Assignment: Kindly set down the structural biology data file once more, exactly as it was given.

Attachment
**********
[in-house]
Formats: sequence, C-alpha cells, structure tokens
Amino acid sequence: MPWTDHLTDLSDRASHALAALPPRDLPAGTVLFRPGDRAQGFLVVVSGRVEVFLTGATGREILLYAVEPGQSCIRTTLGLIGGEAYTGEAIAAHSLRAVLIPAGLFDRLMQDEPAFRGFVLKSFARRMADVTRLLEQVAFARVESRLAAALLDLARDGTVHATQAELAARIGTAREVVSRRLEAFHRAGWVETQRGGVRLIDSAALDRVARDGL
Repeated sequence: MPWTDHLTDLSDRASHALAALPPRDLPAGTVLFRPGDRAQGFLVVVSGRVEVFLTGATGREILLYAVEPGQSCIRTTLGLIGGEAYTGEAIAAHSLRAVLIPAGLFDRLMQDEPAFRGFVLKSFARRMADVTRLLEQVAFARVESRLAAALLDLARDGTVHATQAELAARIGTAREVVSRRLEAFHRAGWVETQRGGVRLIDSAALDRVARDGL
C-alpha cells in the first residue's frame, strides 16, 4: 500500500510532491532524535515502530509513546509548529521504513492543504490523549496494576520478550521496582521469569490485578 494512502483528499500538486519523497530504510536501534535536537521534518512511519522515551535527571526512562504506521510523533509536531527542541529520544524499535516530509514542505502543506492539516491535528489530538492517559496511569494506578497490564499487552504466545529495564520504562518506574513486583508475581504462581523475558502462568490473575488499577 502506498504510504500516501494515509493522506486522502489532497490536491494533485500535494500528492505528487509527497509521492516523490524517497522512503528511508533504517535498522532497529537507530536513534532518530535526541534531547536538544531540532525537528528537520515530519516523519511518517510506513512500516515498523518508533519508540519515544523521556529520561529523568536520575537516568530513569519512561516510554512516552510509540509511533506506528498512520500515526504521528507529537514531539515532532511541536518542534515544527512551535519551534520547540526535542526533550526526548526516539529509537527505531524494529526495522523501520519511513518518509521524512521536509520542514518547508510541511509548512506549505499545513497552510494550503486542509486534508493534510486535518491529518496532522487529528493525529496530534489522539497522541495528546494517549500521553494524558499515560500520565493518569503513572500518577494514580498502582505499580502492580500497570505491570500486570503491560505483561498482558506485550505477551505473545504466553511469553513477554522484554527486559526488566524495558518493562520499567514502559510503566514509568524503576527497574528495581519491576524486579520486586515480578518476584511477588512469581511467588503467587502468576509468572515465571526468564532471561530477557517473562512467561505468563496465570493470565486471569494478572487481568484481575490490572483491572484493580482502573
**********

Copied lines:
[in-house]
Formats: sequence, C-alpha cells, structure tokens
Amino acid sequence: MPWTDHLTDLSDRASHALAALPPRDLPAGTVLFRPGDRAQGFLVVVSGRVEVFLTGATGREILLYAVEPGQSCIRTTLGLIGGEAYTGEAIAAHSLRAVLIPAGLFDRLMQDEPAFRGFVLKSFARRMADVTRLLEQVAFARVESRLAAALLDLARDGTVHATQAELAARIGTAREVVSRRLEAFHRAGWVETQRGGVRLIDSAALDRVARDGL
Repeated sequence: MPWTDHLTDLSDRASHALAALPPRDLPAGTVLFRPGDRAQGFLVVVSGRVEVFLTGATGREILLYAVEPGQSCIRTTLGLIGGEAYTGEAIAAHSLRAVLIPAGLFDRLMQDEPAFRGFVLKSFARRMADVTRLLEQVAFARVESRLAAALLDLARDGTVHATQAELAARIGTAREVVSRRLEAFHRAGWVETQRGGVRLIDSAALDRVARDGL
C-alpha cells in the first residue's frame, strides 16, 4: 500500500510532491532524535515502530509513546509548529521504513492543504490523549496494576520478550521496582521469569490485578 494512502483528499500538486519523497530504510536501534535536537521534518512511519522515551535527571526512562504506521510523533509536531527542541529520544524499535516530509514542505502543506492539516491535528489530538492517559496511569494506578497490564499487552504466545529495564520504562518506574513486583508475581504462581523475558502462568490473575488499577 502506498504510504500516501494515509493522506486522502489532497490536491494533485500535494500528492505528487509527497509521492516523490524517497522512503528511508533504517535498522532497529537507530536513534532518530535526541534531547536538544531540532525537528528537520515530519516523519511518517510506513512500516515498523518508533519508540519515544523521556529520561529523568536520575537516568530513569519512561516510554512516552510509540509511533506506528498512520500515526504521528507529537514531539515532532511541536518542534515544527512551535519551534520547540526535542526533550526526548526516539529509537527505531524494529526495522523501520519511513518518509521524512521536509520542514518547508510541511509548512506549505499545513497552510494550503486542509486534508493534510486535518491529518496532522487529528493525529496530534489522539497522541495528546494517549500521553494524558499515560500520565493518569503513572500518577494514580498502582505499580502492580500497570505491570500486570503491560505483561498482558506485550505477551505473545504466553511469553513477554522484554527486559526488566524495558518493562520499567514502559510503566514509568524503576527497574528495581519491576524486579520486586515480578518476584511477588512469581511467588503467587502468576509468572515465571526468564532471561530477557517473562512467561505468563496465570493470565486471569494478572487481568484481575490490572483491572484493580482502573